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Thursday, 11 July, 2002, 14:50 GMT 15:50 UK
Euro 'could have saved steel firm'
Allied Steel and Wire at Tremorfa, Cardiff
The plant in Cardiff makes steel products
Collapsed steel manufacturer Allied Steel and Wire could have stayed afloat if the UK had signed up to the euro currency, a Labour minister has told the Welsh Assembly.

Receivers called in to Cardiff-based ASW on Wednesday have revealed they hoped to sell at least some of the business to new owners.

The future of 1,300 jobs at the UK's second-largest steel company depends on the debt-laden firm's survival.

Prime Minister Tony Blair
Prime Minister Tony Blair regrets the collapse of ASW
Economic Development Minister Andrew Davies told the Welsh Assembly: "Clearly, if we were signed up to the euro, ASW and other manufacturers would not have been subject to the adverse exchange rate.

"We would prefer to be within the euro because that would give us a much more stable exchange rate and also much improved trading conditions."

Mr Davies vowed to fight to save threatened jobs as receivers KPMG continued discussions to find a buyer for the company in its entirety - the preferred option - or as a series of splintered assets.

But he said European Union rules prevented him from bailing out the firm because the "primary aim" of the assembly and the Department for Trade and Industry was to maintain steel production in Cardiff.

Absorbing blows

"Everyone here knows that no government can ever prevent distressing announcements regarding companies going into receivership," he added.

"What we can do is continue to focus on establishing a more innovative, entrepreneurial and thriving economy which will make us much better able to absorb such blows."

Allied Steel and Wire
Cardiff: 1,000
Sheerness: 300
Belfast: 30
CEO Graham Mackenzie
Receivers: KPMG
KPMG's Richard Hill hinted several parties had already shown an interest.

ASW employs 1,000 in the Welsh capital, 300 at Sheerness in Kent and 30 at Belfast.

In view of the assembly, its nearby plants in the bay make high-quality, specialist steel products, for the construction sector in particular.

Its share price ended at 2.5p on Tuesday evening, valuing the business at 5m. At their peak, shares were worth 100 times as much.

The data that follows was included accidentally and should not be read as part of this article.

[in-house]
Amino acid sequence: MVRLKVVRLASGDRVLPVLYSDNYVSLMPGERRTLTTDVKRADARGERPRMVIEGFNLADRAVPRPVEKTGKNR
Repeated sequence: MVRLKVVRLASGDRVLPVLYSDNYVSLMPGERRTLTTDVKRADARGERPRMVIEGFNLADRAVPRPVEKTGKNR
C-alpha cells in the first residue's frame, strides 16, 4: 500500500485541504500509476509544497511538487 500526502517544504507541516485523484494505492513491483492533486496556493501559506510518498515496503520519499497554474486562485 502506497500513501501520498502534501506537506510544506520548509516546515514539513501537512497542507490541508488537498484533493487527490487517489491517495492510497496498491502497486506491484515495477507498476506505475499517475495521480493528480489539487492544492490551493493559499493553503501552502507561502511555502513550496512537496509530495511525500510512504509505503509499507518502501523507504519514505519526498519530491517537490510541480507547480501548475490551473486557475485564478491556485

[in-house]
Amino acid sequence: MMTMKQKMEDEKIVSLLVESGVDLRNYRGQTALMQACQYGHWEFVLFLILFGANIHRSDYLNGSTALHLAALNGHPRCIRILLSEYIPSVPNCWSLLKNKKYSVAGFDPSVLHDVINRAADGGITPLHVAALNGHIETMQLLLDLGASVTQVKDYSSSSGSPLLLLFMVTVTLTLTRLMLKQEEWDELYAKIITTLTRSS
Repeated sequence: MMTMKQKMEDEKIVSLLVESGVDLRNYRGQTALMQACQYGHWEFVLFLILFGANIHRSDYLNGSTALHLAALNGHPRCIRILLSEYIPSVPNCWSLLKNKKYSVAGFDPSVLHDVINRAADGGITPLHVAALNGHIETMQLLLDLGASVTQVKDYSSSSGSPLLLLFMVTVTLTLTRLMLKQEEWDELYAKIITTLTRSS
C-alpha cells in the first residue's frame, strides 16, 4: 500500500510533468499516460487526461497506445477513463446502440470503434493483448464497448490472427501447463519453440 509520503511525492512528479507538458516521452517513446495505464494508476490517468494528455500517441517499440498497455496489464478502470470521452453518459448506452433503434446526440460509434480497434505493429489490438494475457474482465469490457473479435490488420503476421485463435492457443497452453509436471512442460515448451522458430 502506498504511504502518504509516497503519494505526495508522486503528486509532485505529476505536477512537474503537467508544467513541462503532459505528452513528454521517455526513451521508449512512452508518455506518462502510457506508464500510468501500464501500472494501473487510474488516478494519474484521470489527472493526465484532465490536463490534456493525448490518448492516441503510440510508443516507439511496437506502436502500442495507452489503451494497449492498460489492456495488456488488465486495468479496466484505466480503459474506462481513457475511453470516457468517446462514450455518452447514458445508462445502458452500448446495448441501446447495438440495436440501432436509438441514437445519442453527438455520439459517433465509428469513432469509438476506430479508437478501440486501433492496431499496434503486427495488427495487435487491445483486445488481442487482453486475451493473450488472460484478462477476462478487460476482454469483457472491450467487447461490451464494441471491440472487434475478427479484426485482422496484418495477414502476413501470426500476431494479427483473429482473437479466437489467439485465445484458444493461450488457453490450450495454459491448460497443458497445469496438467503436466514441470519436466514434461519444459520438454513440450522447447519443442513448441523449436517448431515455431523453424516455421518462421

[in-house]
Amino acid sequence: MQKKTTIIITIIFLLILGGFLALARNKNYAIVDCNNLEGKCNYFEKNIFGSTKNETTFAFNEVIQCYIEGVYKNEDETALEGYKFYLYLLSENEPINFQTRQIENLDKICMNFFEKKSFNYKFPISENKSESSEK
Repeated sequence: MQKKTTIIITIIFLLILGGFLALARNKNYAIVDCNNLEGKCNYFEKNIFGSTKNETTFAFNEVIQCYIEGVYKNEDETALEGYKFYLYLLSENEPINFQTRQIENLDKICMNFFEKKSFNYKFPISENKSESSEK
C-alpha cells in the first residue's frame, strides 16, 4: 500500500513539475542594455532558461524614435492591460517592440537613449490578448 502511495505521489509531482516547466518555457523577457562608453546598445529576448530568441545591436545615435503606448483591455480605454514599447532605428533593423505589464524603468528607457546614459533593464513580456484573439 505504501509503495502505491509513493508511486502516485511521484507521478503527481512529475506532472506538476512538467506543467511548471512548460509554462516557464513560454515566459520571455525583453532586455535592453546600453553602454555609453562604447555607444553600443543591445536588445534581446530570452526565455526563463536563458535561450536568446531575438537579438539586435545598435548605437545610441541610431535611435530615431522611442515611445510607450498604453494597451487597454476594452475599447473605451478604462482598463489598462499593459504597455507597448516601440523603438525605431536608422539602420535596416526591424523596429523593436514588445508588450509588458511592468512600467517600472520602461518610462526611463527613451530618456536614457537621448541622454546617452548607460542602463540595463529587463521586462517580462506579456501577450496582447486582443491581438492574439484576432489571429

ASW had been unable to secure continued financial support from its banks Lloyds-TSB and Natwest-RBS after enduring a rough economic ride in the wake of US steel export tariffs.

After their refusal on Tuesday, the company instructed them to call put the company into receivership and ASW's share price collapsed to an all-time low.

High pound

Chief executive Graham Mackenzie said staff would continue to be employed while receivers KPMG sort out the future of the business.

He has been a regular exponent of the single European currency and has frequently criticised the UK Government's policy toward the high-valued pound.

In the House of Commons on Wednesday, Prime Minister Tony Blair told MPs that ministers "very much regret" the news.

"There have been meetings with ministers and the company to avoid the situation," he revealed.

"We will do everything we can to help those employed by the company in these circumstances."

First Minister Rhodri Morgan
First Minister Rhodri Morgan : talks
He was responding to Labour MP Derek Wyatt's claim that heavy US steel import tariffs had been the "last straw" for ASW.

Mr Mackenzie has been a staunch critic of the government's policy toward the highly-valued pound and of President Bush's measures, which punish US companies for buying in foreign steel from companies like ASW.

Mr Blair told the Commons he hoped a current World Trade Organisation investigation would declare the White House moves illegal, while Europe and Japan are considering retaliatory measures.

ASW posted big second-quarter losses, in the wake of Mr Bush's announcement.

The company announced that, although demand for reinforcing steel is buoyant, sales in Germany in particular are down on the same period last year.

Receiver KPMG's Richard Hill said ASW was the "victim" of the US tariffs and of the UK's high pound had contributed to ASW's decline.

But he said there has already been interest from "a number of interested parties" in buying company assets with sale discussions going on as quickly as possible.

BBC Wales' Miles Fletcher
"People fear the worst for ASW"

Q&A: Allied Steel, Wire
What caused collapse of steel manufacturer?

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See also:

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